👉 =IF(VLOOKUP($C$4,Tasklist,6)=”Done”,”Completed”,”Work in Progress”) checks if the value that came up is “Done”. If it is the value, then it prints “Completed”, otherwise goes for the value “Work in Progress”.
Step 5: Generate Dynamic Report on Task Tracker
Now on to the next part to create a summary of the original dataset and visualizing it with graphs for the complete and incomplete tasks. We are going to use a formula for counting that and add some graphs using the Excel tools here. The COUNTIFS and SUM functions will come in handy in this step.
- First, create a new spreadsheet. Let’s name it Summary.
- Then create a dataset to separate complete and incomplete tasks for different categories.
- Now go the cell C5 in the spreadsheet and write down the following formula and then press Enter.
- Now select the cell again. And then click and drag the fill handle icon down to fill up the formula for the rest of the categories.
- After that, click and drag the fill handle icon to the right to fill up the cells of the next column with the same formula.
- Now write the following formula in cell E5. And then press Enter.
- Again, select the cell and click and drag the fill handle icon down.
- Similarly, select the cell again and click and drag the fill handle icon down to the end of the column.
- In a similar fashion and the same formula, find the total tasks done and not done in cells C9 and D9.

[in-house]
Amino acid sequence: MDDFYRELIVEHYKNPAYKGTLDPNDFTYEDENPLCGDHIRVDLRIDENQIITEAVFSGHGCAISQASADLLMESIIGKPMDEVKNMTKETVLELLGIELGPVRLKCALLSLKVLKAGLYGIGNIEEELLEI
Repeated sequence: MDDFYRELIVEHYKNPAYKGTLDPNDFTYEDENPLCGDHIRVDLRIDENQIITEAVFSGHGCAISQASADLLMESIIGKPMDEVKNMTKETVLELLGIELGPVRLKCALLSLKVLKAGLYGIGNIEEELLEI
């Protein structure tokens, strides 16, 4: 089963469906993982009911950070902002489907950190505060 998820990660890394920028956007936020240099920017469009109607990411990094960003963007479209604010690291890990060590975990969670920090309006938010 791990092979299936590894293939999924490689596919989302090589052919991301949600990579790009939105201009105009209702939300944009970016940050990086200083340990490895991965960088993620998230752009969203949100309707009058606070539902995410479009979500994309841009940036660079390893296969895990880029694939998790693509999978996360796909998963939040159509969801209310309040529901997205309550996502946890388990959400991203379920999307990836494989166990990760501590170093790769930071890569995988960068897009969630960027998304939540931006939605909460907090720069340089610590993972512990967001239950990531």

- And after some formatting, the final summary will look like this.
- Next, select the range B5:E9 and go to the Insert In the tab, select Recommended Chart.
- As a result, the Insert Chart box will open up. Now, go to the All Charts tab in it.
- Then select your preferred chart. We are using a column chart for the demonstration. To do that, select Column from the left and choose the chart from the right as shown in the picture below.
- After that, click on OK. As a result, the column chart will pop up.
- Finally, the chart will look something like this after some modifications.
- To insert a pie chart for the completed tasks select the category column and the “Done” column in the dataset.
- Now go to the Insert tab and select Recommended Chart from the Charts
- After that, in the Insert Chart box that popped up, go to the All Charts tab and select Pie from the left side of the box. Select the pie chart you want from the right.
- Finally, click on OK and you will have the pie chart emerge on top of the spreadsheet. If you change the chart style, it will look something like this.
- Then again, you can follow the same procedure after selecting the “Category” column and the “Not Done” column and get a pie chart for the incomplete tasks.
- Finally, rearrange the charts with the dataset so that it looks pleasing and you can easily get the idea with the dataset about your task tracker.
If you change anything in the original dataset created in the first step, all of the data in other sheets and the charts will update automatically now. With these simple ways, you can create a task tracker in Excel.
This was a step-by-step process to create a task tracker in Excel. Hope you found this guide helpful and informative. If you have any questions or suggestions, let us know below. For more guides like this, visit Exceldemy.com.